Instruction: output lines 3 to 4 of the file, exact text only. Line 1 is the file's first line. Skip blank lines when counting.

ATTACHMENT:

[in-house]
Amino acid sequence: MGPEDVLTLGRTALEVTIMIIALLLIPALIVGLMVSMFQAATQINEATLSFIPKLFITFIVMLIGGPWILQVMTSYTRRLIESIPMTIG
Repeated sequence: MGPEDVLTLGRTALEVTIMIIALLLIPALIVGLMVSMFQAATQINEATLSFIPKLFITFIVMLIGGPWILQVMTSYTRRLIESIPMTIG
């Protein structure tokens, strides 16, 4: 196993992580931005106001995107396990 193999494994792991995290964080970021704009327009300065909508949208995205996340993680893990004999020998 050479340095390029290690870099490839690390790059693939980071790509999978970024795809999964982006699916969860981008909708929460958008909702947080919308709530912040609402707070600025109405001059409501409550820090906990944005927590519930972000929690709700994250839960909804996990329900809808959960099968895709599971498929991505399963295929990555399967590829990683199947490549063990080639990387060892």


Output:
Repeated sequence: MGPEDVLTLGRTALEVTIMIIALLLIPALIVGLMVSMFQAATQINEATLSFIPKLFITFIVMLIGGPWILQVMTSYTRRLIESIPMTIG
């Protein structure tokens, strides 16, 4: 196993992580931005106001995107396990 193999494994792991995290964080970021704009327009300065909508949208995205996340993680893990004999020998 050479340095390029290690870099490839690390790059693939980071790509999978970024795809999964982006699916969860981008909708929460958008909702947080919308709530912040609402707070600025109405001059409501409550820090906990944005927590519930972000929690709700994250839960909804996990329900809808959960099968895709599971498929991505399963295929990555399967590829990683199947490549063990080639990387060892």